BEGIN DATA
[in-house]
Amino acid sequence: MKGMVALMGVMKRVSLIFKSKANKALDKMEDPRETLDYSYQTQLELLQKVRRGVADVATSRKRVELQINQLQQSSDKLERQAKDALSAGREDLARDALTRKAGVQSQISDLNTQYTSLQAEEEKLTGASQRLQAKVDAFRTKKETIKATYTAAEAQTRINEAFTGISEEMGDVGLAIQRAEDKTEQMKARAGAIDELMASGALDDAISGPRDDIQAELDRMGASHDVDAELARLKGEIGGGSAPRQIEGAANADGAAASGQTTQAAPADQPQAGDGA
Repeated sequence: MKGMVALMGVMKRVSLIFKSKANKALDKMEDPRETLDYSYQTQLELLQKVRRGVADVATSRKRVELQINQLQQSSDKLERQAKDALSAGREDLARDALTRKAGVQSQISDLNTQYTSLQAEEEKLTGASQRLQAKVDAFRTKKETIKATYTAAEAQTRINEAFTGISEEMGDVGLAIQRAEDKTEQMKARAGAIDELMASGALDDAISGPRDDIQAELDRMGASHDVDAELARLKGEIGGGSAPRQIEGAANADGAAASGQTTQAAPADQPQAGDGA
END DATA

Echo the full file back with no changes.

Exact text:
[in-house]
Amino acid sequence: MKGMVALMGVMKRVSLIFKSKANKALDKMEDPRETLDYSYQTQLELLQKVRRGVADVATSRKRVELQINQLQQSSDKLERQAKDALSAGREDLARDALTRKAGVQSQISDLNTQYTSLQAEEEKLTGASQRLQAKVDAFRTKKETIKATYTAAEAQTRINEAFTGISEEMGDVGLAIQRAEDKTEQMKARAGAIDELMASGALDDAISGPRDDIQAELDRMGASHDVDAELARLKGEIGGGSAPRQIEGAANADGAAASGQTTQAAPADQPQAGDGA
Repeated sequence: MKGMVALMGVMKRVSLIFKSKANKALDKMEDPRETLDYSYQTQLELLQKVRRGVADVATSRKRVELQINQLQQSSDKLERQAKDALSAGREDLARDALTRKAGVQSQISDLNTQYTSLQAEEEKLTGASQRLQAKVDAFRTKKETIKATYTAAEAQTRINEAFTGISEEMGDVGLAIQRAEDKTEQMKARAGAIDELMASGALDDAISGPRDDIQAELDRMGASHDVDAELARLKGEIGGGSAPRQIEGAANADGAAASGQTTQAAPADQPQAGDGA